Last month, the “Blow job” article squirmed its way into the Daily Sundial, grabbing the attention of students and faculty all around CSUN campus. The negative reactions that have spiraled out from this may have to do with the article’s lack of clear intentions, important statistics and useful facts helpful to sexually-active college students.
The author of the opinionated article spoke of her literal distaste for oral sex quite openly in regards to her experiences with her boyfriend of over four years. Not only did she list the reasons why she does not perform oral sex (“afraid of swallowing” as being one of them), but she also did not address the serious psychological and emotional damage from being pressured to give oral sex in a relationship and how that affects a grip of students on campus.
Instead of writing a frivolous article about personal insecurities, students on campus would benefit more from an article focusing on date rape. According to the National Survey of Sexual Violence on College Campus in 1988, only 27 percent of the women whose sexual assaults met the legal definition of rape, thought of themselves as rape victims. Even more surprisingly 42 percent of college women who are raped tell no one about their assault. Unfortunately, the percentages have significantly increased since then.
Now by no means am I concluding that the author of the article was in anyway, shape or form sexually harassed by her boyfriend, but she even admitted, “Recently my boyfriend has been pressuring me into giving him a blow job.” The risks of feeling pressured to perform any type of sexual activity is a growing problem and can lead to severe consequences, which is what the article should have touched bases with.
By definition, rape is any act of sexual intercourse that is forced upon a person. Date rape is specifying that the victim is dating the person who rapes him or her. When it comes to sexual relationships among college students, it is easy to get wrapped up in the idea of wanting to constantly please your partner, quite possibly in hopes of that person returning the favor. However, studies show that sex is truly enjoyable and healthy when the partners all give consent for it to happen.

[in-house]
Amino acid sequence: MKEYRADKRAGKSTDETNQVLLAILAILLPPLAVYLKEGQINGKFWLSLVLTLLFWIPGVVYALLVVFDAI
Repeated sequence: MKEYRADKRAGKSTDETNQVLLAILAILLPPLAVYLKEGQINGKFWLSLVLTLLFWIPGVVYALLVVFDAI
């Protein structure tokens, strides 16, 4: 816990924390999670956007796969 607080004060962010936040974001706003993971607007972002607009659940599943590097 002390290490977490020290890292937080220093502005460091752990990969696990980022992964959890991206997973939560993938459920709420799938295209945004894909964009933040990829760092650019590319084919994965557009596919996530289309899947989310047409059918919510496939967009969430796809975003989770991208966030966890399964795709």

The article could have had more of a positive effect on CSUN students if solutions to being pressured to give oral sex had been actually addressed. The article also highlighted other student’s opinions of oral sex and whether the issue is prevalent in their relationship or not. Majority of the responses that came from female students said they do not enjoy performing oral sex for many different reasons.
Instead of bashing the male genitalia and offering, quite often, too many excessive details, risks of performing oral sex should have been highlighted at least once in between the negative opinions. According to www.aids.about.com, “Millions of teenagers become infected with STD’s such as chlamydia, gonorrhea, HIV and herpes each year and oral sex is a route by which teens are becoming infected.” College students are constantly reminded to practice safe sex, yet there are so many students right here on CSUN campus that have unplanned pregnancies and sexually-transmitted diseases.
The article would have received much more positive feedback if details to counseling office hours on campus regarding sexual assault would have been listed. Even more importantly, students that are truly affected by the issues of performing oral sex in relationships without their consent, would have felt support from a fellow outspoken student, and possibly found help.
Realistically, the author of the article might have started off with good intentions in hopes of reaching her fellow peers, however, a lack of statistics, facts, and important information delayed the point. According to a professor in the Journalism Department, “The article should’ve targeted the readers of the Sundial who are sexually-active and need facts as opposed to personal experience.” I can’t say that I could agree with her anymore.